Remembering those who died in service to their country
My time in the military feels like another life. It was pre-kids, so in many ways, it was a lifetime ago. Those who know me know that I am a strong advocate for military veterans and their families. Many of my students are prior military, and sharing their stories has helped me to reclaim mine.
When I told my mother I had enlisted in the Air Force, she cried. When I told her I was an aircrew member on the E-3 AWACS, she just knew I was going to die. I assured her that the E-3 was perfectly safe. It had never had a fatal crash.
I was both right and wrong. I survived my time in the military without injury, the E-3 was safe, yet they did have a fatal crash. One I cannot forget.
My last assignment in the Air Force was to the 962nd AWACS Squadron in Elmendorf (Anchorage), Alaska. A small squadron, everyone knew everyone, so when the news came on the radio that there had been a crash of an E-3 out of Elmendorf, I was stunned. Because I knew people on that plane. Because I had flown on that plane, from that base and squadron. Because it could have been me.
I was in Grapevine, Texas when I heard the news. Driving in my car across an overpass. The moment is a crystal clear snapshot. I was in shock.
Every once in awhile, an E-3 will do touch-and-goes near the local AFB and I will see the flash of the heavy black-and-white dome. That image transports me back to every good and bad thing that happened during my time in the military. It takes me back to that moment on the overpass when I heard the news.
Memorial Day is about remembering those who died in service to their country. Today I remember the crew of Yukla 27.
On Sundays I run a novel writing group at the local library. They're a diverse group of male and female writers of all ages, although there is a heavy slant toward the fantasy realm. And we're lucky enough that everyone clicks. Our novel writing goals unite us.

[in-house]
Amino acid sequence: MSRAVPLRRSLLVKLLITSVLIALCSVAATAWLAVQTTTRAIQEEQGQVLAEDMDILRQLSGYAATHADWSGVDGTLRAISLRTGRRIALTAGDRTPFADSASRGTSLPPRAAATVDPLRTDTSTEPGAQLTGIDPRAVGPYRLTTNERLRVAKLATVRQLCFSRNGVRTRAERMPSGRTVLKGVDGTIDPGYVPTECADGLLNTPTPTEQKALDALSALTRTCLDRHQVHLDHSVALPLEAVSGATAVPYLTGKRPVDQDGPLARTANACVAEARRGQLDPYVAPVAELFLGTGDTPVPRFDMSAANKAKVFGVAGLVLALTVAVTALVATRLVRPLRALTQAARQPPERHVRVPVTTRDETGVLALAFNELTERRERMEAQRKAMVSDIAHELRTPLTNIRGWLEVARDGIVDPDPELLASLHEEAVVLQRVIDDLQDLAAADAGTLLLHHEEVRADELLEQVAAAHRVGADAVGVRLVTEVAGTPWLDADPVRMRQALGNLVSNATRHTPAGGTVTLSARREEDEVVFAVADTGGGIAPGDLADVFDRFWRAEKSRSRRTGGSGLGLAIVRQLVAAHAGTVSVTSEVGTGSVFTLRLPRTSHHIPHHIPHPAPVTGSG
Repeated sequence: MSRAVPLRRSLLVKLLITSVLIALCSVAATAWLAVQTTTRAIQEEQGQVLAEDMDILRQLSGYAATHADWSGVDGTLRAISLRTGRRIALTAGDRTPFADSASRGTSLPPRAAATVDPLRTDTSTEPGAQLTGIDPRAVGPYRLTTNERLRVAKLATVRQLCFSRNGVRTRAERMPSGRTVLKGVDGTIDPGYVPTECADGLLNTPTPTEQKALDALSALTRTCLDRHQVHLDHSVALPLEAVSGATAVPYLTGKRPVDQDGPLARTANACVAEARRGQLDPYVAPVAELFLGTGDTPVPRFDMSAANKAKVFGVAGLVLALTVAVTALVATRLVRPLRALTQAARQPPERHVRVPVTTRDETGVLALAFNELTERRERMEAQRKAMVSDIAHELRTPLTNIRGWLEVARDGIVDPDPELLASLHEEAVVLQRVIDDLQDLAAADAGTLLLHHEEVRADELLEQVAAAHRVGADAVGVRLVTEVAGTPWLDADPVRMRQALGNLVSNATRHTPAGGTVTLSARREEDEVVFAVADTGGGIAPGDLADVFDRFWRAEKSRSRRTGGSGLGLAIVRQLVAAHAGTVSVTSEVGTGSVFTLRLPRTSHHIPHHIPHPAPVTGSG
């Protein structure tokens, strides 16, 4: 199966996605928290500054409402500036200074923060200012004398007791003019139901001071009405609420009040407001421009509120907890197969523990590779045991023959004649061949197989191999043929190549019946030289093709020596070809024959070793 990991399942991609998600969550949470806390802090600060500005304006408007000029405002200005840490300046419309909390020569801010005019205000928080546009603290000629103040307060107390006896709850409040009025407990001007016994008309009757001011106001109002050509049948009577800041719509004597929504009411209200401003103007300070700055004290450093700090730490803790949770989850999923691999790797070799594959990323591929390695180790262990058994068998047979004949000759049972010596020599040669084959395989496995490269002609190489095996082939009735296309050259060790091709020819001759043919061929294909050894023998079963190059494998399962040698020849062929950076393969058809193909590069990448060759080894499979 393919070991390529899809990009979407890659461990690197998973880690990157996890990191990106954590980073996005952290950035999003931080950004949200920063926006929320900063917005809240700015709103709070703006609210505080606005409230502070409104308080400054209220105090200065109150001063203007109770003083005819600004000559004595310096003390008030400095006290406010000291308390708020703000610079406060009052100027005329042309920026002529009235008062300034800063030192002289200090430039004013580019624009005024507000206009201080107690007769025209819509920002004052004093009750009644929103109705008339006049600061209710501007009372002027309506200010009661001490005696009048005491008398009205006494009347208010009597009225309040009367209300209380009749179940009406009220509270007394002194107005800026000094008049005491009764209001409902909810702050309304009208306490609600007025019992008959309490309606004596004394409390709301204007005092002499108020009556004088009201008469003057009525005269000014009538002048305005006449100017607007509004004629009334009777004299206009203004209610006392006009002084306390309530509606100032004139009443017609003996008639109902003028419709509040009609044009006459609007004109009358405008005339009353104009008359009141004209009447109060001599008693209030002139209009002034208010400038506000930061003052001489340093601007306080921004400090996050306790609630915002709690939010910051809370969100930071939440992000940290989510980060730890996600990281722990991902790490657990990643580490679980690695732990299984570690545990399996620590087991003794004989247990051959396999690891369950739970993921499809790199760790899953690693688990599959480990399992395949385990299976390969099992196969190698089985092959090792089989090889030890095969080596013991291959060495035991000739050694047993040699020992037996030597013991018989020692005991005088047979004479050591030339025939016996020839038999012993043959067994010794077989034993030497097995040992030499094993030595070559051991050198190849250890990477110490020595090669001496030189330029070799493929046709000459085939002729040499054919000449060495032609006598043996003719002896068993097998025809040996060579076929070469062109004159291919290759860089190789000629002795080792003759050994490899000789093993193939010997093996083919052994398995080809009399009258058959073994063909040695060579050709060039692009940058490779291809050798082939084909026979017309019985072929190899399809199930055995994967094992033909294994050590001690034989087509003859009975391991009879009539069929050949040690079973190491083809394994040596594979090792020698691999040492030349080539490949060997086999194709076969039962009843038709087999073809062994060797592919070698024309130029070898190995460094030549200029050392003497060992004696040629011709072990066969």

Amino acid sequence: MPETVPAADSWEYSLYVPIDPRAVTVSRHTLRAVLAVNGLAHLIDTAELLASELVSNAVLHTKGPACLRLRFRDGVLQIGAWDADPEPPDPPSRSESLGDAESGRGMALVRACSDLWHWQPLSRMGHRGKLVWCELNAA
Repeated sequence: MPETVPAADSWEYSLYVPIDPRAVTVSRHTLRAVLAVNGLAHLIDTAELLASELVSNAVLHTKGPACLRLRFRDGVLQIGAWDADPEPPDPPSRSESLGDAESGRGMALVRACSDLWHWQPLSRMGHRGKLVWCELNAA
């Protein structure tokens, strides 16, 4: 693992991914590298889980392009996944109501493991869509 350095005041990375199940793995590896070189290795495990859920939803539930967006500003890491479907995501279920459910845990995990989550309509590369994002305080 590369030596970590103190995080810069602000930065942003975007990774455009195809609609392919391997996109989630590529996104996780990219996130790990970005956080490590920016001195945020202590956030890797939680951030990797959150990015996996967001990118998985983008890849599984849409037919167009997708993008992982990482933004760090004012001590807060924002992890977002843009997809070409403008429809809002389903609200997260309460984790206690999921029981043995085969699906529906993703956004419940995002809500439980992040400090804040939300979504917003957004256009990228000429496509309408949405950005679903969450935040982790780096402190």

Yesterday we talked about character development and then we continued to create a class character named Harriet Crawford, whose name we chose from a website called Random Name Generator. Over the course of the last couple weeks, I've grown rather fond of Harriet. We created her as a group, so she has some surprising traits, like playing piano as a child and now she only plays piano when she's had too much gin. That's the kind of detail the class has given to developing her, and then we move on to group-brainstorm the protagonists for other members of the group.
It's been an engaging and stimulating process, and we all take home the knowledge and the energy.
The day before a book release
The day before a book release can be stressful. So many what-ifs and I'm a worrier, so lots of stress. It helps to keep busy. Saturday night, I stayed up half the night making a book trailer. Why? Because the use of my creativity in another arena helped divert my worry into something beneficial. Plus, I'm an insomniac. :)
And Sunday, I got to hang out with my book tribe. Each week, they thank me for my time, but they don't realize I get as much out of it as they do. Hanging out with other writers feeds my creativity and I go home revved up to write. To me, that's a win.
Some people like book release celebrations, and they have their place, but for me, I"m happy hanging out with my book tribe.
What do you enjoy when you're celebrating a milestone?
Funny story. During the Mercury Retrograde Incident in September 2016, Cindy's original blog disappeared. Five years, gone in a random act of chaos. Now she gets to repopulate her blog world one post at a time. Join her if you dare. :)